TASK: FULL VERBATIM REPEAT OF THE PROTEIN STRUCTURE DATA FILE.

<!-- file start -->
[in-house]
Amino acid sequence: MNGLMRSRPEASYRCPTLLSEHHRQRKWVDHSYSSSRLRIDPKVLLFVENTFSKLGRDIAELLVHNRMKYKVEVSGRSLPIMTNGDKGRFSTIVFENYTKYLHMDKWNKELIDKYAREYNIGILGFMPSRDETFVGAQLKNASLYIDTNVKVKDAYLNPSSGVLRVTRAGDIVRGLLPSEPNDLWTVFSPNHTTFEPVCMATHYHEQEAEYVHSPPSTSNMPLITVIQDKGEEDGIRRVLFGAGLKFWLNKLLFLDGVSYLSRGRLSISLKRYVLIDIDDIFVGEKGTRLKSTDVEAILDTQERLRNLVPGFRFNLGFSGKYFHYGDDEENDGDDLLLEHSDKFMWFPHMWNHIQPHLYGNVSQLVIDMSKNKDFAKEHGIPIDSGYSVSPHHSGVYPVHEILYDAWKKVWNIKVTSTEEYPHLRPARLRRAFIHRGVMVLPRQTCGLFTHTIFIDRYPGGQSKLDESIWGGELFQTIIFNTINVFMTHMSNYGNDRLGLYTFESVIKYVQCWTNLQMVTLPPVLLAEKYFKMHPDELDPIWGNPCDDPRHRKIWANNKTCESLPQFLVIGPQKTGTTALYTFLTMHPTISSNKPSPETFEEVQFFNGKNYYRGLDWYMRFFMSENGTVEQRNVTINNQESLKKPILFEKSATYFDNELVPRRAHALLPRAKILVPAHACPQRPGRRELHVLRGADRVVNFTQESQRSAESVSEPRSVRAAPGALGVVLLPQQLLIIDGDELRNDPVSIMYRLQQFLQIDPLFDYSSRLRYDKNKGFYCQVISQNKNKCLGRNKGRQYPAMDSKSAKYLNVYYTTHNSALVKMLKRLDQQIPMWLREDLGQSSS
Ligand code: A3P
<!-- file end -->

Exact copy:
[in-house]
Amino acid sequence: MNGLMRSRPEASYRCPTLLSEHHRQRKWVDHSYSSSRLRIDPKVLLFVENTFSKLGRDIAELLVHNRMKYKVEVSGRSLPIMTNGDKGRFSTIVFENYTKYLHMDKWNKELIDKYAREYNIGILGFMPSRDETFVGAQLKNASLYIDTNVKVKDAYLNPSSGVLRVTRAGDIVRGLLPSEPNDLWTVFSPNHTTFEPVCMATHYHEQEAEYVHSPPSTSNMPLITVIQDKGEEDGIRRVLFGAGLKFWLNKLLFLDGVSYLSRGRLSISLKRYVLIDIDDIFVGEKGTRLKSTDVEAILDTQERLRNLVPGFRFNLGFSGKYFHYGDDEENDGDDLLLEHSDKFMWFPHMWNHIQPHLYGNVSQLVIDMSKNKDFAKEHGIPIDSGYSVSPHHSGVYPVHEILYDAWKKVWNIKVTSTEEYPHLRPARLRRAFIHRGVMVLPRQTCGLFTHTIFIDRYPGGQSKLDESIWGGELFQTIIFNTINVFMTHMSNYGNDRLGLYTFESVIKYVQCWTNLQMVTLPPVLLAEKYFKMHPDELDPIWGNPCDDPRHRKIWANNKTCESLPQFLVIGPQKTGTTALYTFLTMHPTISSNKPSPETFEEVQFFNGKNYYRGLDWYMRFFMSENGTVEQRNVTINNQESLKKPILFEKSATYFDNELVPRRAHALLPRAKILVPAHACPQRPGRRELHVLRGADRVVNFTQESQRSAESVSEPRSVRAAPGALGVVLLPQQLLIIDGDELRNDPVSIMYRLQQFLQIDPLFDYSSRLRYDKNKGFYCQVISQNKNKCLGRNKGRQYPAMDSKSAKYLNVYYTTHNSALVKMLKRLDQQIPMWLREDLGQSSS
Ligand code: A3P